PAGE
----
By Sam Wasson
Updated Nov 21, 2022
While some think of ticks as summer pests, in reality, they’re a year-round problem. Some ticks, like the black-legged deer tick, become more prevalent during fall, with peak activity occurring from October through May. Even worse, species like the black-legged deer tick prefer to feed on smaller mammals, like dogs, cats, and mice, making tick bites for pets more common during the fall months.
In order to keep your favorite furry friend healthy and tick-free this fall, you’ll need to brush up on proper tick prevention. This article covers everything you need to know about ticks, how to check your pet for them, and what to do if you find a tick.
Ticks, or by their scientific name, Ixodida, are tiny arachnids and external parasites. They feed off of host animals from the outside, unlike internal parasites like tapeworms. Over 90 types of ticks exist in the continental U.S., most of which plague the Northeastern states.
Adult ticks are about the size of a poppy seed, but female ticks can grow up to half an inch in length once engorged. They have broad, flat bodies with eight legs and long mouth parts called capitulum. Ticks can’t fly or jump like fleas, ranging in color from rust brown to black, beige, and off-red.
Ticks have a complex life cycle, hatching as larvae, where they feed off of small mammals like squirrels. Then they grow to a nymph stage, targeting larger prey, like dogs, cats, birds, and reptiles. This stage of ticks can be complicated to deal with, as they are nearly impossible to spot. Thankfully, larval and nymph ticks are not likely to transmit diseases, but they can still cause allergic reactions, rashes, and irritation. Once ticks reach adulthood, they seek out larger wild animals or humans, lay eggs, then die.
Ticks feed on a wide range of hosts, from humans to birds, reptiles, and other mammals. Ticks find hosts by making their way to the tops of foliage and waving their arms; this is called questing behavior. As a creature passes by, the tick latches on and attaches itself.
Although there are many different species of ticks out there, these are the ticks you’re most likely to come across in autumn:
The American dog tick, or Dermacentor variabilis, is identifiable by cream-colored markings on its back, along with its short mouthparts. This tick is one of the most common species to bite humans and dogs. They prefer locations with no tree cover, like grasslands, trails, fields, and edges of sidewalks.
Also known as black-legged ticks or Ixodes scapularis, these ticks are the most common during fall and winter. Males of this species have dark bodies, while females have red-brown bodies with dark black legs. They prefer locations with heavy ground cover, such as leaf piles or shrubs. While human bites are rare, you may find these parasites on your cat or dog.
Rhipicephalus sanguineus, or the brown dog tick, is a worldwide parasite of dogs and other canids. These ticks are one of the only species able to fully reproduce and live out their life cycle indoors. These ticks are some of the most troublesome on this list, as they are known to infest entire homes or kennels after hitching a ride on pets.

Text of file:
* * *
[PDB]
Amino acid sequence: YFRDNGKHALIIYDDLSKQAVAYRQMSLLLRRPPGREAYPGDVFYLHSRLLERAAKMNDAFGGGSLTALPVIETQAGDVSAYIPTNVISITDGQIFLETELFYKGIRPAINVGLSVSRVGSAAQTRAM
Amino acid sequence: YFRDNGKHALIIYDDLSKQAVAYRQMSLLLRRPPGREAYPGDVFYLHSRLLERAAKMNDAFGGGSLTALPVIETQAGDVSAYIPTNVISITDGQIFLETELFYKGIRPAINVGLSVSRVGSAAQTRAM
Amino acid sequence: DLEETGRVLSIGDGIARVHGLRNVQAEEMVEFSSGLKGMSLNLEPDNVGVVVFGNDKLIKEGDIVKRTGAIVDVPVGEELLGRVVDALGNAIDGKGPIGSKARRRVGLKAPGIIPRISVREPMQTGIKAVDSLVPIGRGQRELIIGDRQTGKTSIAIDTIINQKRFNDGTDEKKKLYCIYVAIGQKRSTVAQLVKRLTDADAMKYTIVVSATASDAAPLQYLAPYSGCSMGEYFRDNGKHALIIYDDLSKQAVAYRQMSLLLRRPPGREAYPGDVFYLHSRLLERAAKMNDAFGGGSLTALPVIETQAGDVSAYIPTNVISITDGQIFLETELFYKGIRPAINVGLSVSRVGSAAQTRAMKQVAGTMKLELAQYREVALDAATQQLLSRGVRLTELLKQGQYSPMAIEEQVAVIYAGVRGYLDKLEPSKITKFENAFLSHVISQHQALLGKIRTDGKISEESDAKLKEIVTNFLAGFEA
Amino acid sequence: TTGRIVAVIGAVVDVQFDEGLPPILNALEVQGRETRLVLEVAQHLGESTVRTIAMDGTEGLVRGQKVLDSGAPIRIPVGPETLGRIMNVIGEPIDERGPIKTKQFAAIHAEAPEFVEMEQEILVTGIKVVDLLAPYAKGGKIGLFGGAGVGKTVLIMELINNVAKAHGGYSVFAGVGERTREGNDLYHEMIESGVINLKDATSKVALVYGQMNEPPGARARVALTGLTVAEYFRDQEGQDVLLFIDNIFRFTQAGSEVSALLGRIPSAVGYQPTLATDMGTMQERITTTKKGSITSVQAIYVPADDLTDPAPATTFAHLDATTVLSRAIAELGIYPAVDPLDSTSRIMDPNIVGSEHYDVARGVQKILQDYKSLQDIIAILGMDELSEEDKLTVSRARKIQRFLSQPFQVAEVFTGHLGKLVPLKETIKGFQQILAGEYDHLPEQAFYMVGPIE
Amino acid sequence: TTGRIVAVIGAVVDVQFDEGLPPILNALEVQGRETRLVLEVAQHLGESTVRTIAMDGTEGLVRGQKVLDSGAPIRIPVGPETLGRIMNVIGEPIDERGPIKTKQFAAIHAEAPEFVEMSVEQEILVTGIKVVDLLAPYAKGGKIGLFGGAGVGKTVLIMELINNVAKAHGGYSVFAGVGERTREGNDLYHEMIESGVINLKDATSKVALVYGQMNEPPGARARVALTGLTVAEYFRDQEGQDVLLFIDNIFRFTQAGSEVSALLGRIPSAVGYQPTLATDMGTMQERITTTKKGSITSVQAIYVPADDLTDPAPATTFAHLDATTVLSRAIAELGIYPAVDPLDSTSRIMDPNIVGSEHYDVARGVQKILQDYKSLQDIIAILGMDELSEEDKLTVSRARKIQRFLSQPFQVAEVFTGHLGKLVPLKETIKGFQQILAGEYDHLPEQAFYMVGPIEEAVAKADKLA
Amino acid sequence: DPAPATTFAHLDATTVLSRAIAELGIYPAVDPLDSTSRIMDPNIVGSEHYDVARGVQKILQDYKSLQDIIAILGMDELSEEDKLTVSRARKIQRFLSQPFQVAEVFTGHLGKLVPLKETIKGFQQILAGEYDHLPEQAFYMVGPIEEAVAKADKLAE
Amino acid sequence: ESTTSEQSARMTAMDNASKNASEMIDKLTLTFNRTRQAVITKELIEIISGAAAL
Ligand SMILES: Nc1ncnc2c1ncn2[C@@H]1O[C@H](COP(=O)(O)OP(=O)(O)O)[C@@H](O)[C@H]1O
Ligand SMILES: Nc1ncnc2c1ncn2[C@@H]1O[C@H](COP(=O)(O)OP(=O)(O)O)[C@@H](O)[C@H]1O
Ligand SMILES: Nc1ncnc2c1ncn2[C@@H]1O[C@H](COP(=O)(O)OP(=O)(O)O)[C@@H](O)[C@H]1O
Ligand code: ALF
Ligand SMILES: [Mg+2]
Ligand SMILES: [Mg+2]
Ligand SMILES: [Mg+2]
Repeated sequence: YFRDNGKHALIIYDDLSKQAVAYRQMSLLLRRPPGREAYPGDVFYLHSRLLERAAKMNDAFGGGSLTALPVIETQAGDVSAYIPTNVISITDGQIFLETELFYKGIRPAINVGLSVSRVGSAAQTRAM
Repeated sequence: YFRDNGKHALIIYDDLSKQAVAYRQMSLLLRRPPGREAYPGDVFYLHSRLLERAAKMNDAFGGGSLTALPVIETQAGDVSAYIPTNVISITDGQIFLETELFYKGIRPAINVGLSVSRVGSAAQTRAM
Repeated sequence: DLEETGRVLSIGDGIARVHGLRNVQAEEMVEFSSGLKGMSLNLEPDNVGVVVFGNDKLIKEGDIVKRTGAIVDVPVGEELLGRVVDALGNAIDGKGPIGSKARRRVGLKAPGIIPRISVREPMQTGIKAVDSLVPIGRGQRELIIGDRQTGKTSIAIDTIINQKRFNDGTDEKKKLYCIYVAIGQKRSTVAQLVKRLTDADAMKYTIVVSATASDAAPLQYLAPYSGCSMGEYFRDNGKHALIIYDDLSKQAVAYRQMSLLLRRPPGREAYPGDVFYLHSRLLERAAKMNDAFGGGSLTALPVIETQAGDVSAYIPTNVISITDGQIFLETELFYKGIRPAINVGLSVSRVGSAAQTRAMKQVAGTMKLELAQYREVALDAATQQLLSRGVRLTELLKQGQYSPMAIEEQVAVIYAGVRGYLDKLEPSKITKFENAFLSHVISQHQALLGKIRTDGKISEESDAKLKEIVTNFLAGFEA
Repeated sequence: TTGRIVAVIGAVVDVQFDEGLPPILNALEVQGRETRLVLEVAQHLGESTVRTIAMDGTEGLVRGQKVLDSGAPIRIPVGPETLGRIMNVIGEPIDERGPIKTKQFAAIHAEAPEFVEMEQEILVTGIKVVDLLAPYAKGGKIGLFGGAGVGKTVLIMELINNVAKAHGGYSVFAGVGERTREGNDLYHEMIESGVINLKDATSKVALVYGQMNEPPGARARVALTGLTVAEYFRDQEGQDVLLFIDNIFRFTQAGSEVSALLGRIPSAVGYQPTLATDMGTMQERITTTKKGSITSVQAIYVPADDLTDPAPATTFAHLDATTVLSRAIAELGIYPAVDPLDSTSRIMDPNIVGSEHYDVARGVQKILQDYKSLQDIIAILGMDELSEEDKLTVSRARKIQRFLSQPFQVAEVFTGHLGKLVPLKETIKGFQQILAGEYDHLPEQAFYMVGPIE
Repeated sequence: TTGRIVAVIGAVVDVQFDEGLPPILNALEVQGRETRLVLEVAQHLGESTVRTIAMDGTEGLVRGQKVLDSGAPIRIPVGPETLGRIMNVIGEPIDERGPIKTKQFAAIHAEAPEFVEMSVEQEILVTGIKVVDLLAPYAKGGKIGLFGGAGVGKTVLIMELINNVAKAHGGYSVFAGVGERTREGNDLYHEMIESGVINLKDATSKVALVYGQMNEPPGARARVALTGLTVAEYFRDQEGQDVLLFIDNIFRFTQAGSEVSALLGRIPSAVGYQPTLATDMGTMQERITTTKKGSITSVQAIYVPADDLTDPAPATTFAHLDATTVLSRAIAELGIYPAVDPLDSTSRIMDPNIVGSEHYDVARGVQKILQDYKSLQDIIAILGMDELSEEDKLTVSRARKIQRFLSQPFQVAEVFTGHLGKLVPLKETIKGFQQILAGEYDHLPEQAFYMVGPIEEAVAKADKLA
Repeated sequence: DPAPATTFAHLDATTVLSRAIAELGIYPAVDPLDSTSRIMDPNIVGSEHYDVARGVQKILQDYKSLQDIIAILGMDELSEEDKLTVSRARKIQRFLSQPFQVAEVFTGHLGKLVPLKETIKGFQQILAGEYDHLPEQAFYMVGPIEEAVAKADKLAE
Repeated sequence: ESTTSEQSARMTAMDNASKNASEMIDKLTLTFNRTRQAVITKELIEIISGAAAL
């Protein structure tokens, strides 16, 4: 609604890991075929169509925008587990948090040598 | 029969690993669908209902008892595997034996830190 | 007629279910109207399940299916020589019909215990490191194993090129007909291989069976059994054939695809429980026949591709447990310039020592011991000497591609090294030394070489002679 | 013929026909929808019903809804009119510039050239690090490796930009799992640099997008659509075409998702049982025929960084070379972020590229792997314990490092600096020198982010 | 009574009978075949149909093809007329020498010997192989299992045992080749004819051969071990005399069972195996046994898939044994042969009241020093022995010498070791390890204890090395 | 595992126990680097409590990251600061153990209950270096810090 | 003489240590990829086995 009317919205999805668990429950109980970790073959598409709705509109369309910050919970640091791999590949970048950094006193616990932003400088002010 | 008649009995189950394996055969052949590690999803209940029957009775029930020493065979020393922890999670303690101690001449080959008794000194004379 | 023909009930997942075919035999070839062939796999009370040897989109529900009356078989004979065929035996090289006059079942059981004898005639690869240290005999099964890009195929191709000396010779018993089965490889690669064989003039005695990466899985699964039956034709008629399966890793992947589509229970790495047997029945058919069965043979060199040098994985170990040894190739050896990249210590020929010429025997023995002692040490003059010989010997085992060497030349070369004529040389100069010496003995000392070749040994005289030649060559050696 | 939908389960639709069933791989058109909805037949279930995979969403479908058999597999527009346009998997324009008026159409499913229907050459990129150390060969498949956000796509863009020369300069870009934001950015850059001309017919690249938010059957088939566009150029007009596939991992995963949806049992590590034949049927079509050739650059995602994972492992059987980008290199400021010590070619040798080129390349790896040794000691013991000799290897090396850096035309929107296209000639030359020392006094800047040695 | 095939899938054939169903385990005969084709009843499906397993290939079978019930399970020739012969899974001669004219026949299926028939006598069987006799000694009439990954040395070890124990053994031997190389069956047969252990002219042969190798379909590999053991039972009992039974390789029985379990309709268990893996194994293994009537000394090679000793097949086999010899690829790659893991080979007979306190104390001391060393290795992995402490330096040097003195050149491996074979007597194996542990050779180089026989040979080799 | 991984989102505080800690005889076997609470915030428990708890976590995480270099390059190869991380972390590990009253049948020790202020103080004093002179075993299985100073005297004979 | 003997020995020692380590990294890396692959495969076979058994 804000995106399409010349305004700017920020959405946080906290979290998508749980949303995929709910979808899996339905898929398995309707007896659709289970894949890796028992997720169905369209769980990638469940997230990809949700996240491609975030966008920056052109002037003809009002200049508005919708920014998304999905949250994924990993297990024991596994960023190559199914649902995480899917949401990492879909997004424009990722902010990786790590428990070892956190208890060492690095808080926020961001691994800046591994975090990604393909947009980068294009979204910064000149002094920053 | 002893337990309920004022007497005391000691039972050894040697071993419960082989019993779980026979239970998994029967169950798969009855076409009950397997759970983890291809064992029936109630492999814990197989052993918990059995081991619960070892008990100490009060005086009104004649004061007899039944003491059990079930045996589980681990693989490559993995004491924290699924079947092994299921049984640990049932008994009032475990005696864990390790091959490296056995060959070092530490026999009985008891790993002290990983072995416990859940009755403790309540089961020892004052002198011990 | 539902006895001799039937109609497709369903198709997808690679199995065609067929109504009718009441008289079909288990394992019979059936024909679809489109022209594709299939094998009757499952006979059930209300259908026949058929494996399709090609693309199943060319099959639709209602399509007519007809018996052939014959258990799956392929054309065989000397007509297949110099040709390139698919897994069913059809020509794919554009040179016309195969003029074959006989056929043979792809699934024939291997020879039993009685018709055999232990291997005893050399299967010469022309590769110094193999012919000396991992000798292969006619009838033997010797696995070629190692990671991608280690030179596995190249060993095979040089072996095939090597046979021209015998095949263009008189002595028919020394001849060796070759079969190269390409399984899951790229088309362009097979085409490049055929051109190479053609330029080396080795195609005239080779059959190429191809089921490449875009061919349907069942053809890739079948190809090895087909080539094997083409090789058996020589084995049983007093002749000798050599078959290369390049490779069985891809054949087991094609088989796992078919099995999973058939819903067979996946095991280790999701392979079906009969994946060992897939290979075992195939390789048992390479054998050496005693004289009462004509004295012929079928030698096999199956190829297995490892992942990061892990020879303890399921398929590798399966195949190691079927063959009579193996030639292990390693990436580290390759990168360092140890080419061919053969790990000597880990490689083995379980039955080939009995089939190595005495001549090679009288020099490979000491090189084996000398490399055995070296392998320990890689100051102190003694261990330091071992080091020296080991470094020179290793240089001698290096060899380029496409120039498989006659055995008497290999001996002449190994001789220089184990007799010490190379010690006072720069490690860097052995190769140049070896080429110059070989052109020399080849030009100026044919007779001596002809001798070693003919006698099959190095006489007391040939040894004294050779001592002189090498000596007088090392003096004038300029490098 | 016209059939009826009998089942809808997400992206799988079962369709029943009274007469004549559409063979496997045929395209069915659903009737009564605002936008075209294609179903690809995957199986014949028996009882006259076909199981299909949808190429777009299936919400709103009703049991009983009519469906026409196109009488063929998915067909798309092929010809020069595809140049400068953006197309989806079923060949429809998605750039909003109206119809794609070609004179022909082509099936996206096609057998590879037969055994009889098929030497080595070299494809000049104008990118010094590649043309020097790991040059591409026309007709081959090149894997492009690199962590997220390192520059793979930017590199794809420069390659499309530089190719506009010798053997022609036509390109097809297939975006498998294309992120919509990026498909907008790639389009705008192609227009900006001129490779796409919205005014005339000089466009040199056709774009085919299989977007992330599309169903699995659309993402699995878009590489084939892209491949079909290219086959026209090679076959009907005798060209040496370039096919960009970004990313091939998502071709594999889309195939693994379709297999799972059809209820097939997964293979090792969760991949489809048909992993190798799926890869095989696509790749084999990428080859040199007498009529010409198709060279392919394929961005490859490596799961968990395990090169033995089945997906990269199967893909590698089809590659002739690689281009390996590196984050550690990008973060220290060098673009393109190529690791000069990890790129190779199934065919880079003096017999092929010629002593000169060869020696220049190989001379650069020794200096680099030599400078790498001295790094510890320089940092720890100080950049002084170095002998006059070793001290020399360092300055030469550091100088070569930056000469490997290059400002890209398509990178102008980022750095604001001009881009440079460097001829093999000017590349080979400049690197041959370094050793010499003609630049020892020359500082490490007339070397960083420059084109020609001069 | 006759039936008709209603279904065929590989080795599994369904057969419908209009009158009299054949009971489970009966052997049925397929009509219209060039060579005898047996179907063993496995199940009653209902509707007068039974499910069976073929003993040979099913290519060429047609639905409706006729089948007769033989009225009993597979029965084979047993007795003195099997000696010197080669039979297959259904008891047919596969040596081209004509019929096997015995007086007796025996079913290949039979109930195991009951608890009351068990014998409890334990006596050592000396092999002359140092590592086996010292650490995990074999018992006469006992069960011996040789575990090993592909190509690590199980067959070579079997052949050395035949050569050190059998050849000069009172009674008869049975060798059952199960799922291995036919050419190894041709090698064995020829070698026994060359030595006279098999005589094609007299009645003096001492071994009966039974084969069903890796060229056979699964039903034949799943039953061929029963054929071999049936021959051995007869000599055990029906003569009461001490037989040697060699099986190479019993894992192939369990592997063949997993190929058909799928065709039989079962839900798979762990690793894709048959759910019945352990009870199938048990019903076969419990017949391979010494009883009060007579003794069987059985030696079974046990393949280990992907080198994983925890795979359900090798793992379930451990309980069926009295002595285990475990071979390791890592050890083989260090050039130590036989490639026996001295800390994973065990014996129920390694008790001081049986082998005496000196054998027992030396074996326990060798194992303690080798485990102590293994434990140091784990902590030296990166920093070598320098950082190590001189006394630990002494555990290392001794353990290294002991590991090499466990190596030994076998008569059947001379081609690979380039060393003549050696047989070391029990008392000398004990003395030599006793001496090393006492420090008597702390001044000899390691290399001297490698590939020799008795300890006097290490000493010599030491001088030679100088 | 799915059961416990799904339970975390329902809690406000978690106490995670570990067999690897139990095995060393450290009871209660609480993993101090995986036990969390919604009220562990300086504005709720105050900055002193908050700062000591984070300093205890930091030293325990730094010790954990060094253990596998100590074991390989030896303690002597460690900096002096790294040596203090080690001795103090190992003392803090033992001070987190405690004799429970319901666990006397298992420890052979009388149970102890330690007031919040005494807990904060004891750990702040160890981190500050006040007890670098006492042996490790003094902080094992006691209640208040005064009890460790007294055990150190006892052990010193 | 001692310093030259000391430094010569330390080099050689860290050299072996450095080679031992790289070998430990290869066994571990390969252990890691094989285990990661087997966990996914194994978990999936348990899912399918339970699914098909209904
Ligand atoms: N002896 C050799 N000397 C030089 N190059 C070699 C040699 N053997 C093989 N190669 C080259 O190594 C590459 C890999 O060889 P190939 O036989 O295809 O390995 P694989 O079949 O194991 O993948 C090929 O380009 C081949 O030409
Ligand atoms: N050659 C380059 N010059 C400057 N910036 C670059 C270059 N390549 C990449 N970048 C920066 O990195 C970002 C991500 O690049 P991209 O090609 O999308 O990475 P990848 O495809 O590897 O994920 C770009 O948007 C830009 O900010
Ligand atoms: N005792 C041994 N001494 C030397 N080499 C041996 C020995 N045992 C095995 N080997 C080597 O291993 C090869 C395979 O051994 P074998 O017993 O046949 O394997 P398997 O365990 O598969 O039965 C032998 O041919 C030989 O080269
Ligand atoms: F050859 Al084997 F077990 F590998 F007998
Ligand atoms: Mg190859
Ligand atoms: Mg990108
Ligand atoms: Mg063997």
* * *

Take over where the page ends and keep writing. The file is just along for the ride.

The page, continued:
Ticks are vectors for numerous dangerous bacterial diseases and parasites. Some of the most common tick-borne illnesses include:
Dogs and cats are highly susceptible to tick bites and tick-transmitted diseases. Furthermore, preventing your dog or cat from getting tick bites is difficult, as they can encounter these nasty pests any time they go outside. Dogs are most susceptible to ticks on walks, park trips, or strolls. Cats will only be exposed if they frequently go outside, so indoor cats shouldn’t face any tick problems unless another pet brings a tick inside.
Thankfully, there are plenty of tick prevention techniques you can take to keep your pets tick-free this fall. First, we recommend consulting with your veterinarian for appropriate anti-tick products for your pet. Some breeds of dogs (and most cats) are extremely sensitive to the chemicals in tick products, and your vet will know which treatment can best help your pet without irritating them. These products can range from anti-tick collars to sprays, powders, shampoos, and even some vaccines.
While tick prevention products can help tremendously, we still recommend that you give your pets a thorough tick check each time they enter a tick-infested area. When attaching to a host animal, ticks access hidden nooks and crannies, which means they’re more difficult to spot and remove. You should look over and inspect the following locations on your pets when trying to spot and remove ticks:
Ticks can be difficult to spot; if you miss one, your pet may begin showing signs of tick bites. While not all animals react to ticks the same way, some common signs of tick infestations in pets include the following:
If you find a tick, don’t panic, as they aren’t complicated to remove. Contrary to popular belief, you shouldn’t use heat, petroleum jelly, or nail polish remover as a tick removal method. These can kill the tick, making it release digestive liquids and increasing the risk of tick-borne diseases making their way into the wound. Instead, you should:
While it might be an unpleasant chore, checking for ticks is something pet owners should do after every major outing. Ticks are dangerous parasites that can seriously harm our animal companions. But, by practicing year-round tick and pest prevention while also keeping a close eye on our pets (regardless of the season), we can keep them tick-free and healthy.
Other Pest Control Resources